On Saturday, March 18, in the second round of the NCAA Tournament, the No. 8 seed Wisconsin Badgers took down the No. 1 seed Villanova Wildcats. We are calling it an upset, but it is indeed madness – dare we call it, March Madness.
After the game, Badgers Forward and game-winning shot specialist Nigel Hayes said, “You have all types of your ranking systems, statistics, and analytics guys, but the thing is with all those algorithms, they can’t calculate heart, will to win, toughness and desire. You can’t put that into a formula that’ll give you a percent chance of winning and that’s the thing that we have.” This statement could not have been more true concerning the Badgers. Ranking systems, statistics, and analytics guys placed the Badgers at a No. 8 seed, but their heart amongst other things brought them face-to-face with the team that had both the ranking and the things underlying to justify it. The thing about the Badgers that everyone seems to have forgotten is: they have been on the receiving end of this stipulation before.
Wisconsin has not built their athletic reputation for nothing. With a new Coach and new Seniors filling into leadership roles left over from Bo Ryan and two athletes who made the first-round of the NBA Draft, the Badgers have everything they need to play their brand of basketball in a high-level tournament. The stipulation which confronts them every year is how far will they make it against higher ranked teams, but we have never been given a reason to believe that they will not make it far aside from the ranking. Being in the position to make it but only so far is a stipulation the Badgers are used to. The familiarity with the Badgers in this stipulation only makes their trips every year that much more exciting for the sports community. What makes this year even more exciting and different is that Wisconsin has beaten the team expected to not only go further than them, but the furthest. Saturday’s win has moved Wisconsin up the NCAA bracket and up our priorities list of bracket-making.
When the NCAA bracket was released, the Badgers vs Villanova matchup was an obvious outlier. Villanova was not only the No. 1 seed, but the defending champs. The Badgers went into this matchup with two obstacles ahead of clinching the beloved Sweet 16 spot. The game lived up to the unlikely hype with the upsetting ending: a game-winning shot. The game-winning shot was preceded by a nearly game-winning play: an assist from Nigel Hayes to Bronson Koenig for a three. The game-winner, which was a lay-up, happened with mere seconds left and the game was tied, so the game was clearly not a fluke. Tough lay-ups, smart ball movement, and threes are what the Badgers excelled in against their first-round competition, so the Badgers game was not a fluke. Nigel Hayes had 19 points total on the night and Bronson Koenig added 17 total, which is more proof that the Badgers fought. Once tip-off began, the matchup never had to come down to NBA-like predictions where we decide on a winner of a 7-game series based on regular-season observations between a No. 8 seed in an unlikely matchup against a No. 1 seed. It came down to one game between two teams with strong presence. The Badgers and Villanova came down to the mechanics of basketball, the thing of the NCAA.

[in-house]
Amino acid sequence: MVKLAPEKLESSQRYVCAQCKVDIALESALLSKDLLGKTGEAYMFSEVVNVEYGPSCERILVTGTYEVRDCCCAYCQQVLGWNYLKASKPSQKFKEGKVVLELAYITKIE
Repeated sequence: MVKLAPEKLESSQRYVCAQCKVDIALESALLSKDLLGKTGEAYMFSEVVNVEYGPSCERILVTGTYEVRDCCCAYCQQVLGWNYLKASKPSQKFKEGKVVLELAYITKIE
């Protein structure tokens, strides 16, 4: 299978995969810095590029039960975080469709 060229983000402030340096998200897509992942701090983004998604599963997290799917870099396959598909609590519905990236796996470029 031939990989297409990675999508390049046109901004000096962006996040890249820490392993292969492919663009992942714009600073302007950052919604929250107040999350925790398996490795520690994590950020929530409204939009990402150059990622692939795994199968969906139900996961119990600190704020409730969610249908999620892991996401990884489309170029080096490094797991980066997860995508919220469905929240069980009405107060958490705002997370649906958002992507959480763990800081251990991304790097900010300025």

Villanova walks away with their heads hanging, but at least it is hanging on their hardworking Seniors, one of which is the Big East Player of the Year, Josh Hart. Josh Hart played his last game of college on Saturday, March 18, in the second round of March Madness, but his team remains the reigning champions at least for another couple weeks. Finishing the season No. 1 overall is yet another accomplishment for Villanova to look back on. Villanova was the favorite amongst the favorites. It is unlikely that a team like this loses so early, but it is so unlikely that an early loss will not change their longevity. If you watched Saturday’s game, you probably watched Thursday’s game and Villanova all season. There is a bright side, as they say, and maybe it is Villanova doing something we all want to see: matching up against the Badgers again next year.
Continuing with the idea of moving on, watching the Badgers for the rest of the tournament is going to be an unbelievable experience. Watching them now will not only involve turning on your television, but becoming familiar with the Badgers’ plays, players, coaches and everything else when the television is off. Knocking off the No. 1 seed means that all eyes are on you. This energy is what the Badgers need to continue successfully in the tournament.
The ball is at least halfway in the court of the Badgers against their next opponents. While the Florida Gators sit 4 seeds above Wisconsin and also finished an impressive one in the same day to advance, it was not one of bragging rights and new-found energy. Unlike the matchup against Villanova, the records between Wisconsin and Florida are as close as they get. The Badgers should not approach this game with less intensity because they have advanced in a huge way, but one should expect to see the expectations shift for them, which will hurt the opponents even more.
I have come to the conclusion that the Wisconsin Badgers have created an upset that is sure to turn into madness – dare we call it, March Madness.